Credit Suisse: 4 Big Problems Still Exist In Europe

european central bank creative

Photo: AP/Michael Probst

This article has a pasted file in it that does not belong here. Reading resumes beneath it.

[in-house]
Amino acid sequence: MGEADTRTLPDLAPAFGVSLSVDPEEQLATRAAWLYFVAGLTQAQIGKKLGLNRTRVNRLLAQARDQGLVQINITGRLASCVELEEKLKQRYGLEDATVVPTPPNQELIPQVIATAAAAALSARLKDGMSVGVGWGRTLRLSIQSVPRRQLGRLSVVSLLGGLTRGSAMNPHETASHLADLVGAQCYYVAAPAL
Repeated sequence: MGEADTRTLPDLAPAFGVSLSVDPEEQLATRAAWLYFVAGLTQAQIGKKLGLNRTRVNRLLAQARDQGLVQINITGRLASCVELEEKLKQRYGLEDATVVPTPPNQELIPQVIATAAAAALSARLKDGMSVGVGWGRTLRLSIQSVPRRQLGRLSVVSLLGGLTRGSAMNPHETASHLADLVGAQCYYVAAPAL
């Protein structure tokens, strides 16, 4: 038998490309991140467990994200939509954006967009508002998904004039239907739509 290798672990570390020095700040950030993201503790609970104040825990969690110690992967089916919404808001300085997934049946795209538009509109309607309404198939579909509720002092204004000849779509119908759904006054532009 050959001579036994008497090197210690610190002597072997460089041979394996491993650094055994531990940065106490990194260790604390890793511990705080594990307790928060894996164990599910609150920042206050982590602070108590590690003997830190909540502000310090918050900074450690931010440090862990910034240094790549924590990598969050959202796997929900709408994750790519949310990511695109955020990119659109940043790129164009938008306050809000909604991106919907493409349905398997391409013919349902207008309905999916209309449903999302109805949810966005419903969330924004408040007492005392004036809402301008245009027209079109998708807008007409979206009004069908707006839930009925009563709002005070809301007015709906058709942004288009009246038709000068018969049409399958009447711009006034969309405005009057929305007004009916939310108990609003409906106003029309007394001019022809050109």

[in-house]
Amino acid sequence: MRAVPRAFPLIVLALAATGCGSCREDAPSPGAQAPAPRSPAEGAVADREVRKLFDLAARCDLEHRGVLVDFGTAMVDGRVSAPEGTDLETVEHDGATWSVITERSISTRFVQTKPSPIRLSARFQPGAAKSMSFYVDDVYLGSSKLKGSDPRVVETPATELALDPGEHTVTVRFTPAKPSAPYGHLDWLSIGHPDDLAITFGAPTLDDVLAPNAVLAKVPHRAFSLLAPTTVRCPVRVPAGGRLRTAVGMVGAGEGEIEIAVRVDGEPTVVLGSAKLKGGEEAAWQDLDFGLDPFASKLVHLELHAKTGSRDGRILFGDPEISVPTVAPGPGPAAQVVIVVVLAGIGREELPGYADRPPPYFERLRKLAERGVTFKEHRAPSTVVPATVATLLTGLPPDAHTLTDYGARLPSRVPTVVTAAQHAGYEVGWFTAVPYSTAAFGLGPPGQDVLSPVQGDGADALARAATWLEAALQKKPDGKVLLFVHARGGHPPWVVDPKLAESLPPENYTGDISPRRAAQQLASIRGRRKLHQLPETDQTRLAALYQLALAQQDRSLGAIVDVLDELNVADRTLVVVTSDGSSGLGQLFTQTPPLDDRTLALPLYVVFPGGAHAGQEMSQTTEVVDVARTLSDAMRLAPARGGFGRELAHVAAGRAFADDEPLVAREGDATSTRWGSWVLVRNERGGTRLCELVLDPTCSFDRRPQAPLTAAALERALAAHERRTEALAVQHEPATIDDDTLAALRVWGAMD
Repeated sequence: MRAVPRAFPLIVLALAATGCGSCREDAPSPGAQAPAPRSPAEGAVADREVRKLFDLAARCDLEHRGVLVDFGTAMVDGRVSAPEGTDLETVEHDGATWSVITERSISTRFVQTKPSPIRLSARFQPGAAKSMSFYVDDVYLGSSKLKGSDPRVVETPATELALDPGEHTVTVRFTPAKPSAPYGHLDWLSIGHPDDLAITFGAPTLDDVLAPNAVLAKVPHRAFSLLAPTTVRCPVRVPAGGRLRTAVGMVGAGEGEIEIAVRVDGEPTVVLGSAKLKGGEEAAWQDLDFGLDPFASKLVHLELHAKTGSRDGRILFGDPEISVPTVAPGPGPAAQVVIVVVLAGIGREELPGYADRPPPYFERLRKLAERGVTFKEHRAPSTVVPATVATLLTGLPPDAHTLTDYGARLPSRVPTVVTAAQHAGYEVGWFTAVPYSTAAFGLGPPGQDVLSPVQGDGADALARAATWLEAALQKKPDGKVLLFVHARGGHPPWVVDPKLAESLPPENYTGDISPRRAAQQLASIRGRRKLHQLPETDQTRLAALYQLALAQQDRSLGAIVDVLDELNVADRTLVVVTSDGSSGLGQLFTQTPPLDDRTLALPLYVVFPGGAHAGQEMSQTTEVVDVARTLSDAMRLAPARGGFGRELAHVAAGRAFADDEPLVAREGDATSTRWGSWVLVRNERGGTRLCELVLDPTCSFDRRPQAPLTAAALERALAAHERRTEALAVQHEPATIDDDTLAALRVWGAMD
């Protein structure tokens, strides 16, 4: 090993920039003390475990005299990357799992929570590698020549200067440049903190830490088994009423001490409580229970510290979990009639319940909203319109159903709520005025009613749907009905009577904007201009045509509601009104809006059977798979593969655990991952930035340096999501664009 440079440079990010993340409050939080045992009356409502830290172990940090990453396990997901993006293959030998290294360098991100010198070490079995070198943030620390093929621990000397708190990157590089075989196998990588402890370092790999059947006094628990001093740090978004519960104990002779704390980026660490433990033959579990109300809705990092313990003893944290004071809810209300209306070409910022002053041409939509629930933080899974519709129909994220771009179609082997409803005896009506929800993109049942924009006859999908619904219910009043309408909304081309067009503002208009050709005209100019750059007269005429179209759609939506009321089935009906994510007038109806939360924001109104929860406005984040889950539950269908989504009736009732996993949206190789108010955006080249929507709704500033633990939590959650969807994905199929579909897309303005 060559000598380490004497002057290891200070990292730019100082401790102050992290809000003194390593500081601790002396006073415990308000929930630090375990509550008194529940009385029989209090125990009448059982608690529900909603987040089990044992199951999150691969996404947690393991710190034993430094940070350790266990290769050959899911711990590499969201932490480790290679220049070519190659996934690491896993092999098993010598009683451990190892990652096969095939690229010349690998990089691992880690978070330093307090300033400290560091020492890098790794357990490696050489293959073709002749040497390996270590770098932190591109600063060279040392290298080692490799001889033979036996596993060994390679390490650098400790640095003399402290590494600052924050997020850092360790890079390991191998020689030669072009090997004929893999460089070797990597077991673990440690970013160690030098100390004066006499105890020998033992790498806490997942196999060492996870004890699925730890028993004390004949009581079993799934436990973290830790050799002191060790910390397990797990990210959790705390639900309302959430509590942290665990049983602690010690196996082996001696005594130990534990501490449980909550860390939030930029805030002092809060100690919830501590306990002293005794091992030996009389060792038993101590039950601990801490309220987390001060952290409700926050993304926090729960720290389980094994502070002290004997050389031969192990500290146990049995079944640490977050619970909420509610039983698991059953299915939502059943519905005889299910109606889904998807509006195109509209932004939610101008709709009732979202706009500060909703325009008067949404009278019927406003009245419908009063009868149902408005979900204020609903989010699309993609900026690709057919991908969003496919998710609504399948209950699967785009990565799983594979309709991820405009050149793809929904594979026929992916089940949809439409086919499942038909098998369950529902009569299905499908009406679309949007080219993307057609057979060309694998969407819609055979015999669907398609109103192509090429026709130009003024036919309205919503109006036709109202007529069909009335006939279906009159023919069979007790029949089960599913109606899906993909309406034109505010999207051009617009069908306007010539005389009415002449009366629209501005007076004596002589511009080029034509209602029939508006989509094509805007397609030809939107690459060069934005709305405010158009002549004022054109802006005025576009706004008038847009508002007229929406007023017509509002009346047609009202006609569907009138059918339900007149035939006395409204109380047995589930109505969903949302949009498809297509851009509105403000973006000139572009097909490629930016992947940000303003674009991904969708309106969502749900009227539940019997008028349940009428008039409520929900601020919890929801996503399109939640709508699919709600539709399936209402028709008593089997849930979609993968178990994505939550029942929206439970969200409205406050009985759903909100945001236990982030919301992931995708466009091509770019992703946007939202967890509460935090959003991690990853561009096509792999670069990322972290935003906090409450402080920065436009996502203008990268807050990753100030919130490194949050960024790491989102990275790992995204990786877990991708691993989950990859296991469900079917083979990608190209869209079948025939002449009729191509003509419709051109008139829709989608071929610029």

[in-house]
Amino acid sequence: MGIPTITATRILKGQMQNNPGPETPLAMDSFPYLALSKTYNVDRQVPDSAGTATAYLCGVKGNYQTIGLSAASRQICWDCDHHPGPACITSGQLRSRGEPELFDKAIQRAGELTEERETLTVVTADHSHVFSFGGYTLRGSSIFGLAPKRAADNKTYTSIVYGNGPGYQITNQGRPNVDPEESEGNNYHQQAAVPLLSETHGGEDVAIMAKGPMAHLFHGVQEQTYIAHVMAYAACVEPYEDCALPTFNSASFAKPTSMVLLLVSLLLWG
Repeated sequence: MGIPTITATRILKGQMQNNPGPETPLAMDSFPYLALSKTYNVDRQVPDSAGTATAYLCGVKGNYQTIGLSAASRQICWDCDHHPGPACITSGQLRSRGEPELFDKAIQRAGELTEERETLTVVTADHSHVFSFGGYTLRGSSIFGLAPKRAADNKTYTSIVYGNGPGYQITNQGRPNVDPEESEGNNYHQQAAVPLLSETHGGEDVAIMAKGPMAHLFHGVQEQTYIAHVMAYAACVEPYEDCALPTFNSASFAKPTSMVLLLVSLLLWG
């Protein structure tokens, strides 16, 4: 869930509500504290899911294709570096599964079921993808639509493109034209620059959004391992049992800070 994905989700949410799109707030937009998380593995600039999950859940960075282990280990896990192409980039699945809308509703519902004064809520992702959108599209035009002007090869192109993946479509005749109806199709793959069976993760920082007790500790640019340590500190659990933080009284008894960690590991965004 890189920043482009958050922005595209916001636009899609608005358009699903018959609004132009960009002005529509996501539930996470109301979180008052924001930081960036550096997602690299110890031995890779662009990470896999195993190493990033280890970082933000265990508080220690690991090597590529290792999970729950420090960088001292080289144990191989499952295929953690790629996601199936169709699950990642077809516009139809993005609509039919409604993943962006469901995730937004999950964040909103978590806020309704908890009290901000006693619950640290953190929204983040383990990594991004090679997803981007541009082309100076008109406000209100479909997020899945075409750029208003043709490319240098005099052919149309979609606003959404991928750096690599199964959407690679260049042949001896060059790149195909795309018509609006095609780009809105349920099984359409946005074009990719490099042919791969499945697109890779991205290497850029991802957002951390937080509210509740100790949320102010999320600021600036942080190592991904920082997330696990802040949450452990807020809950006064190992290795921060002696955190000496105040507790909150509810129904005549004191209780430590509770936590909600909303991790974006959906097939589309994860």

Here’s a nice, tidy roundup of some medium-term challenges facing Europe courtesy of Credit Suisse’s Andrew Garthwaite:The key problems are: (a) without a weaker euro, we estimate a 5% to 13% wage decline is required in the periphery to regain competitiveness (and with wages being half of GDP, growth will suffer); (b) private sector deleveraging, with the exception of Ireland, has so far been limited; (c) adjusting for excess private sector leverage, Portugal looks insolvent with government debt-to-GDP of c140% by 2014, Spain’s government debt could rise to c100% of GDP and Greece, even post PSI, will be required to run a primary budget surplus of 8% of GDP to stabilise government debt to GDP; and (d) the overvaluation of the euro. The good news is that the mutualisation of debt is progressing (via the LTRO and potentially the ESM) as is the ring-fence for the solvent. We could see some light at the end of the tunnel in Europe if the euro were to weaken sharply. At Eu/$1.10, GDP growth would be boosted by close to 1 ppt and only negligible deflation would be required in the periphery.

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